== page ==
Edible gardens claim their space
Two very different edible gardens caught Alice SpenserHiggs ’ attention at this year’s Garden World Spring Festival
EDIBLE gardens can be glamorous, chic and cutting edge. They have claimed their space as gardens in their own right, not to be tucked away into a corner or at the bottom of the garden.
Notice of this has been given at this year’s Spring Festival at Garden World, which includes a raft of new designer gardens, some ingenious make-overs of previous show gardens and the Gold Award Winning 2012 Kirstenbosch-SA Chelsea Exhibit. The festival opens today and runs until Sunday September 2.
The two edible garden showstealers have been placed side by side. They are utterly different designer gardens that use the same kind of plants.
The most ingenious is Sonita Young’s organic, townhouse or rooftop garden based on the principles of Aquaponics, which combines hydroponics (or waterbased planting) and aquaculture (fish cultivation) with companion planting. Basically, plant boxes containing lettuce, oriental vegetables, herbs and winter flowers are placed on top of fish tanks.
The re-circulating water from the tanks waters the plants and the waste generated by the goldfish fertilises them. All one has to do is feed the fish and replace the plants when their season is over.
It is all quite spotless and tranquil, thanks to the sound of water and the circulating fish.
Aquaponics has been taken up in the US by kitchen gardeners, futurists and practical environmentalists, as well as in drought stricken Australia because it requires 80% to 90% less water than growing methods.
When Young looked at the space available for her show garden, the question she asked herself was why not change the limited space into a productive space that benefited the whole family all the time instead of just being lived in at weekends or viewed from a window.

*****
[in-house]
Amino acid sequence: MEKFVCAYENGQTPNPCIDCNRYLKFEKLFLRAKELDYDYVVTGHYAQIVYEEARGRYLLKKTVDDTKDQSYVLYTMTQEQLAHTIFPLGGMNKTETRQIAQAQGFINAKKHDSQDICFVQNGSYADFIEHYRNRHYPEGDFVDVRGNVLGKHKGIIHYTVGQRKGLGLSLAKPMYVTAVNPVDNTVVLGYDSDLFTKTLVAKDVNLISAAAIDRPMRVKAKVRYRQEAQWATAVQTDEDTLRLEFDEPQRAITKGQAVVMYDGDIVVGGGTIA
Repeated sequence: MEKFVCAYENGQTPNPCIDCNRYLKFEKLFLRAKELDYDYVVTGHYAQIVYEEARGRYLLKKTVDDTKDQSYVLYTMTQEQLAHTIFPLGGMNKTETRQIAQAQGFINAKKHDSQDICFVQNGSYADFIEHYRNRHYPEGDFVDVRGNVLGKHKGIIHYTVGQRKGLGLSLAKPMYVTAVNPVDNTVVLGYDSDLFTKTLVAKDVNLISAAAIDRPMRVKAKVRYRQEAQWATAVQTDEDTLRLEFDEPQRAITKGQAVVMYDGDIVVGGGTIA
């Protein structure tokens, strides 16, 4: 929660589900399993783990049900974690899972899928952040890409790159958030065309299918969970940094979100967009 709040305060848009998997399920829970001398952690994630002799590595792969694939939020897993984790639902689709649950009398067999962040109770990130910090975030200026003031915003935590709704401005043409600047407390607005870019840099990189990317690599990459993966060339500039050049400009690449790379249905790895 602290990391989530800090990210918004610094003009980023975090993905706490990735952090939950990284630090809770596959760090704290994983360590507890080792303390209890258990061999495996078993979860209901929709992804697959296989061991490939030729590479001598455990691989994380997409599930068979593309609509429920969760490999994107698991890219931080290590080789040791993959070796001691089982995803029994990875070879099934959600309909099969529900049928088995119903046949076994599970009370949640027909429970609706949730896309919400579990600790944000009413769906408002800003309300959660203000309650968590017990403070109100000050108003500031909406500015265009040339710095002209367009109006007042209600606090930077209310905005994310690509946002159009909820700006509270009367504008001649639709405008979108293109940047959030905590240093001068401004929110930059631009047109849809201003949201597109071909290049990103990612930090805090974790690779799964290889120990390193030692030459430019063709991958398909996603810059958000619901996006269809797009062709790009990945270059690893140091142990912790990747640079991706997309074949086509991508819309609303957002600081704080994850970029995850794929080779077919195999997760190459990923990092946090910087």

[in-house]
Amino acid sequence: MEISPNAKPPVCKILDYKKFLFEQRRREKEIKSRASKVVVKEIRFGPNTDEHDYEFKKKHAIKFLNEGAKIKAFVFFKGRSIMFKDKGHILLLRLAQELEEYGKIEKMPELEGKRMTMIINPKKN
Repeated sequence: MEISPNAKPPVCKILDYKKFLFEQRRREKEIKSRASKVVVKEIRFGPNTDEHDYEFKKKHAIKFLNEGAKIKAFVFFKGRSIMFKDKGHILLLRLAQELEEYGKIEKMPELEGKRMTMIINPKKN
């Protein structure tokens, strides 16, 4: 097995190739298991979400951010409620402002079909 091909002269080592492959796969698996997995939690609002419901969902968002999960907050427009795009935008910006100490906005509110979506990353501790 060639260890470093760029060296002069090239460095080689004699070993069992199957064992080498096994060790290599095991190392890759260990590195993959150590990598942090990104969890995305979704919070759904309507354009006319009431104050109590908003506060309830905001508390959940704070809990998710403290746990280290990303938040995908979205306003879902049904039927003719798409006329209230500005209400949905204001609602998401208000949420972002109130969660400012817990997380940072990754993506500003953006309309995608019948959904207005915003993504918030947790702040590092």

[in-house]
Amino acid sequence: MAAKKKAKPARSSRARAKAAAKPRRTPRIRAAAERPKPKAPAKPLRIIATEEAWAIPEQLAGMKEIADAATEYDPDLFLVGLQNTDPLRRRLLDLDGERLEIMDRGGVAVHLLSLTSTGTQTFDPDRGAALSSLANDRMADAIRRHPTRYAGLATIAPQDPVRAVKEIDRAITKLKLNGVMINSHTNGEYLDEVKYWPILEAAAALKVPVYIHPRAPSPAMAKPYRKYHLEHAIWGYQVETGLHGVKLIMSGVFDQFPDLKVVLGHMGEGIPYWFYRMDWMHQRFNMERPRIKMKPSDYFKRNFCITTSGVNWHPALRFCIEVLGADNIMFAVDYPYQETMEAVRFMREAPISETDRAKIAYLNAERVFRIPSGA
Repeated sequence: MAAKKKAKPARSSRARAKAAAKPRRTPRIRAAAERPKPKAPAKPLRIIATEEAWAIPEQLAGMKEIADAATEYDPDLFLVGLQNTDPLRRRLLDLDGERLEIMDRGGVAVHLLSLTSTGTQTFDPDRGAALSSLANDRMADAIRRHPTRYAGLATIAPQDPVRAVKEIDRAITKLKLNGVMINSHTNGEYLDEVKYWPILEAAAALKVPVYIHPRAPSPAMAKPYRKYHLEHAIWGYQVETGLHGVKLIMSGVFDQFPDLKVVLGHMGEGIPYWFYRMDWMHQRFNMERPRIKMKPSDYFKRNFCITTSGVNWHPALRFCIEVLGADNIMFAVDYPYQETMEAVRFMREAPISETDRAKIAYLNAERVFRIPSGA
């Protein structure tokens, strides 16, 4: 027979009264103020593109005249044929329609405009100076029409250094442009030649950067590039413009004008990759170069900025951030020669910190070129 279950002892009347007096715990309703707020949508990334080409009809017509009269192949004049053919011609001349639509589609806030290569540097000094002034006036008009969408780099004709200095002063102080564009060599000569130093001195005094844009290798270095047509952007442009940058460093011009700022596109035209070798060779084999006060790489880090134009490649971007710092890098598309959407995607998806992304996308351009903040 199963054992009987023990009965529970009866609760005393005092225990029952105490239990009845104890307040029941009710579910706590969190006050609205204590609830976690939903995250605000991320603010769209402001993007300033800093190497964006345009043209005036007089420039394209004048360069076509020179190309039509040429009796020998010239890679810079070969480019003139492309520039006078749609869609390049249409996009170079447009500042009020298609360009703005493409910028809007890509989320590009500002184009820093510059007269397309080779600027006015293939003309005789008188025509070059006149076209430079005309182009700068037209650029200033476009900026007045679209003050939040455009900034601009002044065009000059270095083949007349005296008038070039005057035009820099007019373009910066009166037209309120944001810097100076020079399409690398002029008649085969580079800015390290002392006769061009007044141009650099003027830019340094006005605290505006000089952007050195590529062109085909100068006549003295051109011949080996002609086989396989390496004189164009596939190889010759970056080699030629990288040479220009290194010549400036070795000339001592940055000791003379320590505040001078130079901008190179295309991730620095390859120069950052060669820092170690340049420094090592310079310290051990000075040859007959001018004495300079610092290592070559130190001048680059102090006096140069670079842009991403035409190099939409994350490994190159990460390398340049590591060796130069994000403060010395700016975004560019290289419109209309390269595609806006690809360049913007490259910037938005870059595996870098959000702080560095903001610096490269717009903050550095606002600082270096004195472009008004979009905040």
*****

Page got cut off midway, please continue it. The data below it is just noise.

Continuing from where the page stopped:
Her design is contemporary and sleek. A water wall has a blue glass panel with an abstract image
traditional representing fish scales, while the artwork on the back wall is a laser cut steel panel of a school of fish. The stacked planter boxes were inspired by one of the winning Chelsea gardens from last year.
The uncluttered space provides room for children to play, outdoor dining and socialising around a mobile fire pit.
Next door is ‘Jane’s Delicious Garden’, created by Jane Griffiths, TV producer, garden writer, artist, traveller and gardener extraordinaire. Her garden is riotous, and as lush as any flower garden, though everything is edible.
Natural pathways wind through a patchwork of beds, with cabbages, multi-coloured Swiss chard, and blood sorrel stealing the show. Bright splashes of yellow and orange calendula, kale, pansies and poppies rub shoulders with mizuna and tatsoi.
A recycled wheelbarrow overflows with edibles and is accompanied by containers filled with herbs and vegetables. Recycled guttering and wooden pallets against the wall burst with lettuce, greens and herbs. Tripods add height to the garden and are placed to support tomatoes and summer squash.
A third edible garden was planted by Sought after Seedlings, the agent for Franchi Sementi heirloom seeds from Italy.
Their garden is a makeover of last year’s pizza herb and veggie garden and is also full of variety. It is a novel way of creating a shop window for different varieties of vegetables, and certainly doesn’t lack in colour or interest.
A programme of talks includes herb guru Margaret Roberts, horticulturalists David Viljoen & JJ van Rensburg and radio personality Lynton Johnson. Jane Griffiths will be giving a talk on growing an organic, edible garden at Garden World on August 9.
For more information on the festival contact Magriet or Corné on 011 957 2545 or 011 956 3003, or visit www.gardenworld.co.za.
Cabbages are the stars of the show in this section of ‘Jane’s Delicious Garden’ at the Garden World Spring Festival, left. Ultra modern in design, this edible garden at the Garden World Spring Festival uses the soothing elements of water and fish to...